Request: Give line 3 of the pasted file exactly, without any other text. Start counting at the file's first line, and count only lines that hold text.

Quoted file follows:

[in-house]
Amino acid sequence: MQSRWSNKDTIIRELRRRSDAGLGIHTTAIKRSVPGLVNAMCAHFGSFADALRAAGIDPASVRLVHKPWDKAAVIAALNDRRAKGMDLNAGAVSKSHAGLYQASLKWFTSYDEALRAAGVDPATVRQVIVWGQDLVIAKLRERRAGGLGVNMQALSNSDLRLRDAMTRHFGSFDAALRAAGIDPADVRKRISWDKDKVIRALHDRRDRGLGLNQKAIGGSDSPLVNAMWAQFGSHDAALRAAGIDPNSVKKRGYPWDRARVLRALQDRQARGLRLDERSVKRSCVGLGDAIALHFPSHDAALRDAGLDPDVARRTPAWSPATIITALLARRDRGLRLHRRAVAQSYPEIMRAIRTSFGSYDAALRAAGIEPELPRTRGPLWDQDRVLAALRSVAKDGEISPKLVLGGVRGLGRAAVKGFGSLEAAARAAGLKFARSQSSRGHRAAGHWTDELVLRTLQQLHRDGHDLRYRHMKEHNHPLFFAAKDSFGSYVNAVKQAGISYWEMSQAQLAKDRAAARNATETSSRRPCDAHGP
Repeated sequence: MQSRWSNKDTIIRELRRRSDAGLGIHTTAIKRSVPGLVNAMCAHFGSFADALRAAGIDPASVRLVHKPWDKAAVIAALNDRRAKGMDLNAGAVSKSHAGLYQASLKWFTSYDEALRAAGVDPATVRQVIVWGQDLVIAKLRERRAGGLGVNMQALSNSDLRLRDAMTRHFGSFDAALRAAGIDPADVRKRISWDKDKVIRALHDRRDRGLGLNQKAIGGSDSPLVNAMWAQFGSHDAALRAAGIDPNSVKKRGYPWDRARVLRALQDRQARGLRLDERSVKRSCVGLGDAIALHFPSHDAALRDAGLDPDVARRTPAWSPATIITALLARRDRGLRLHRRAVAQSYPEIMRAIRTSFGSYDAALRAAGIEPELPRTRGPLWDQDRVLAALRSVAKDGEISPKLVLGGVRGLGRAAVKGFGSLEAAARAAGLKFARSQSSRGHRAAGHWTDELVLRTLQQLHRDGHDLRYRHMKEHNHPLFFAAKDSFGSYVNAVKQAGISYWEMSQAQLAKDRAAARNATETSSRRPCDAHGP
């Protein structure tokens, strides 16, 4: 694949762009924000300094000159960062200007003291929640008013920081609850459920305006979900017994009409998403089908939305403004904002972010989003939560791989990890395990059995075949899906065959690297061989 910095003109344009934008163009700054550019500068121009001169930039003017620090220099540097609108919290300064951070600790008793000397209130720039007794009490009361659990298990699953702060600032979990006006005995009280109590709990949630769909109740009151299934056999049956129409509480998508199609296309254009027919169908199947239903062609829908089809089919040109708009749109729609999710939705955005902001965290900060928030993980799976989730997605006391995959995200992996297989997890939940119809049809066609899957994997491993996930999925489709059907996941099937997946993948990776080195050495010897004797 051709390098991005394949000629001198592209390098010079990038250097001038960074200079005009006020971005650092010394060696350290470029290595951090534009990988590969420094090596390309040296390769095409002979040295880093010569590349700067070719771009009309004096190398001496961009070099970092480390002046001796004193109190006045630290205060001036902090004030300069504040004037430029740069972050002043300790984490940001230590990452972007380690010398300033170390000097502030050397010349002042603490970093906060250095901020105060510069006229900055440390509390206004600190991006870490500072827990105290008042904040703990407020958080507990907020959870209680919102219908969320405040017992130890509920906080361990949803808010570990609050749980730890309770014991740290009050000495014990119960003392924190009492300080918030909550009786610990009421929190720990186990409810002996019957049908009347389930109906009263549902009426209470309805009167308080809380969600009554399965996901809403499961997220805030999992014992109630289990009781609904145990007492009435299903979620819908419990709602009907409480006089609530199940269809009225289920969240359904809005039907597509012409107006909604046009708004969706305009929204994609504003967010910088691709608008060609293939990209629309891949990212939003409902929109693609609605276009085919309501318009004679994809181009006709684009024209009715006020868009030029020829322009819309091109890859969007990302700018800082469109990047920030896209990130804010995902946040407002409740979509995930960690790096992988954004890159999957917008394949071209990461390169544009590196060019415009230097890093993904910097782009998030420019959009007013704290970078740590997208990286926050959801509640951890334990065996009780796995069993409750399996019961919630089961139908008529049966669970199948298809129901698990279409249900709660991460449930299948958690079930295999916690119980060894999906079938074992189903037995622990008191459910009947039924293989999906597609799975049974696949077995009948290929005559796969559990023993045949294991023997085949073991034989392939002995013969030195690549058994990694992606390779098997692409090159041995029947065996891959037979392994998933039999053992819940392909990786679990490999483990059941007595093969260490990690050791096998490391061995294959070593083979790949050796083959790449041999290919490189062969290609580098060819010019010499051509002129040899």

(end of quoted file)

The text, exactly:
Repeated sequence: MQSRWSNKDTIIRELRRRSDAGLGIHTTAIKRSVPGLVNAMCAHFGSFADALRAAGIDPASVRLVHKPWDKAAVIAALNDRRAKGMDLNAGAVSKSHAGLYQASLKWFTSYDEALRAAGVDPATVRQVIVWGQDLVIAKLRERRAGGLGVNMQALSNSDLRLRDAMTRHFGSFDAALRAAGIDPADVRKRISWDKDKVIRALHDRRDRGLGLNQKAIGGSDSPLVNAMWAQFGSHDAALRAAGIDPNSVKKRGYPWDRARVLRALQDRQARGLRLDERSVKRSCVGLGDAIALHFPSHDAALRDAGLDPDVARRTPAWSPATIITALLARRDRGLRLHRRAVAQSYPEIMRAIRTSFGSYDAALRAAGIEPELPRTRGPLWDQDRVLAALRSVAKDGEISPKLVLGGVRGLGRAAVKGFGSLEAAARAAGLKFARSQSSRGHRAAGHWTDELVLRTLQQLHRDGHDLRYRHMKEHNHPLFFAAKDSFGSYVNAVKQAGISYWEMSQAQLAKDRAAARNATETSSRRPCDAHGP